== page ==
“Hello,” Hannah said as I cracked the door open. She’s got some goddamn nerve just showing up like this as if nothing happened. Like she hasn’t ruined my life. I could slap the crooked smile right off her face. I could strangle the bitch with my bare hands. Hannah didn’t even have the decency to come in the morning. Nope, that wasn’t Hannah. Hannah had to come pounding on my door at 12 PM, waking the dog next door that fell asleep thirty minutes ago.
“Not you again!” I batted my eyes open, cracking the door. “What the fuck do you want?” I said. “There’s nothing left to say. We’ve gone over everything, and–“
“Look”– Hannah glanced over either shoulder–“I need your help,” Hannah said, bringing her voice to a whisper.
“What makes you think I, of all people, want to help you?” I crinkled my eyes and tightened my lips.
“Oh, relax.” Hannah swung her bangs across her oval blue eyes. It was as if I’d fallen for her all over again, but I couldn’t, no, not this time. “Simple. You still love me. You know you do — always will.”
“What is it you need?” I said, letting out a sigh I didn’t know existed.
“Let’s just say I did something”–Hannah lowered her chin–“something really bad.”
“How bad are we talking?” I raised a brow.
Hannah stroked her chin. “So, like I may or may not have murdered or killed someone. Killed. Killed is a better word for what happened.”
“Are you out of your fucking mind?” I waved my hands in front of my body. “Oh, no, you don’t. I’m not getting involved with some murder.” I went to close the door, but Hannah shoved her foot inside.
“I wasn’t drinking this time,” Hannah said, waving her arms. No, really, I wasn’t.”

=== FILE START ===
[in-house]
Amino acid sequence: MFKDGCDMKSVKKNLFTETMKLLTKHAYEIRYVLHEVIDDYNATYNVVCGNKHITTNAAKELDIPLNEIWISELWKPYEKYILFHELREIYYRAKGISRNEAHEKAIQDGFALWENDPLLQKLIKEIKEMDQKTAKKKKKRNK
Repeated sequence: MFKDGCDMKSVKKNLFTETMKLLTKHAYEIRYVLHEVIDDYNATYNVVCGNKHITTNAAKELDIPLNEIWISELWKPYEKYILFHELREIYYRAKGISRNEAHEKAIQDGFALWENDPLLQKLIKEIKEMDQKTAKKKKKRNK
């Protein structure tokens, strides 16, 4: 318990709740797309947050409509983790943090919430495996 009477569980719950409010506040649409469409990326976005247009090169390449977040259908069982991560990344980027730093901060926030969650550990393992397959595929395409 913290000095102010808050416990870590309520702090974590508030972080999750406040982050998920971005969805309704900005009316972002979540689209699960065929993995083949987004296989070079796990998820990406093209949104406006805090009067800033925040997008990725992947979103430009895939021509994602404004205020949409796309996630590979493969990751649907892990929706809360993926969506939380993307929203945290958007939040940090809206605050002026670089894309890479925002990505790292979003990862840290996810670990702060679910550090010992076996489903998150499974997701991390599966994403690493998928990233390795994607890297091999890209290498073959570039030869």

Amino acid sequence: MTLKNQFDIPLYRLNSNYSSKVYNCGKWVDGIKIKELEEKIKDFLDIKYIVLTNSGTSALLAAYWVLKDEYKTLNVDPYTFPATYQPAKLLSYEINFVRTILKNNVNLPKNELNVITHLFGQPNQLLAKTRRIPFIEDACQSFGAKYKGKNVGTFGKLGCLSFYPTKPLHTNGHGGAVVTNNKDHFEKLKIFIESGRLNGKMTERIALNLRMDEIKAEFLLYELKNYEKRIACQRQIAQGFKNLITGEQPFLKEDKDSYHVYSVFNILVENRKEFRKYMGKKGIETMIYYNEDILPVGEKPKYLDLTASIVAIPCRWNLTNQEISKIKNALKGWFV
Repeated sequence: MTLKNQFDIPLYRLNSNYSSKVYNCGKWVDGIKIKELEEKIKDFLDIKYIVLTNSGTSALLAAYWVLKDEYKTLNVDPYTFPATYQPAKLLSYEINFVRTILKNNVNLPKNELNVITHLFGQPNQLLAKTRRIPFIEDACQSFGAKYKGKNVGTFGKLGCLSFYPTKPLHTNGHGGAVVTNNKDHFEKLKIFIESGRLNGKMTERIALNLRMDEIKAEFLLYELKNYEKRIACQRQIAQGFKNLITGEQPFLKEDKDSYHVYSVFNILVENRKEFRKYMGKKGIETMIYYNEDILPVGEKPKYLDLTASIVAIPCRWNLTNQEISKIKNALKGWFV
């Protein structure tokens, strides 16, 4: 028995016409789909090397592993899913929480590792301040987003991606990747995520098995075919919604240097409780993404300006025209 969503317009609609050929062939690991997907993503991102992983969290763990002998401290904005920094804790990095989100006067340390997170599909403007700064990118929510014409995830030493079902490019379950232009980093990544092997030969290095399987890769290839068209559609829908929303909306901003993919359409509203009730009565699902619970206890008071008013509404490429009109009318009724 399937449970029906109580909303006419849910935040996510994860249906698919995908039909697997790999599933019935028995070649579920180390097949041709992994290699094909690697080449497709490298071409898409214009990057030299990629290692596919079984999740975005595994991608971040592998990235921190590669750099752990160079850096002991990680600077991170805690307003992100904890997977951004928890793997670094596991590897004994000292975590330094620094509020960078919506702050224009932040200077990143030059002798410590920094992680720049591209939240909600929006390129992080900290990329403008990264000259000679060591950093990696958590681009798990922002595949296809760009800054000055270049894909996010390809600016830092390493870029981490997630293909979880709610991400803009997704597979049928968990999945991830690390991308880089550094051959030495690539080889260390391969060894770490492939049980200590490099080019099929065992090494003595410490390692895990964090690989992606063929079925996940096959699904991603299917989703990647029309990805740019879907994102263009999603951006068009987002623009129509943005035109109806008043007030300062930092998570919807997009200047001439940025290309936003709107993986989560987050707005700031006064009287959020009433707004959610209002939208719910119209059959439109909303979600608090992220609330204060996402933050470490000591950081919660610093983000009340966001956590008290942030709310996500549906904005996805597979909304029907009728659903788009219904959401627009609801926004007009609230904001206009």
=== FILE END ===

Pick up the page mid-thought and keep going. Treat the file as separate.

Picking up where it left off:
I crinkled my eyes, motioning her inside. “Get in here.”
She passed through the door, proclaiming her innocence. “I wasn’t drinking. Look, you got to believe me.”
“Just like the last time or the time before that?”
“No, this time I’m sober,” Hannah said. “After we broke up three months ago, I stopped drinking. I haven’t had a drink in three fucking months.”
I lowered my body to a brown leather sofa and blew out my lips. We’d talked about this hundreds of times, but it never sunk in. She never got the message, and I couldn’t take it anymore. My father died from a drunk driver, and here I was madly in love with a functioning drunk. I couldn’t help her, but I also couldn’t not help her. Hannah was the best and worst thing that ever happened to me, and here I was contemplating getting rid of a fucking dead body. Fuck my life. Having said that, something about her denials rings true. Her eyes weren’t glassy, and she didn’t have her signature slurred speech. Something about the quiver in her lips told me she was telling the truth, but I still didn’t want to believe her. Hannah was stubborn and had a bad reputation in this town, but not even Hannah would kill someone, would she? I started to believe I didn’t know the woman at all, or I was losing my fucking mind. I opened and closed my hands. “What really happened?”
“What about some guy?”
“He just walked out into the street.”
“Were you texting?”
“No,” Hannah said, shaking her head. She placed her warm palm on my knee. “I swear it.”
“Okay,” I said, pushing her hand away. “What exactly do you want to do about this?”
“We need to burn the body.”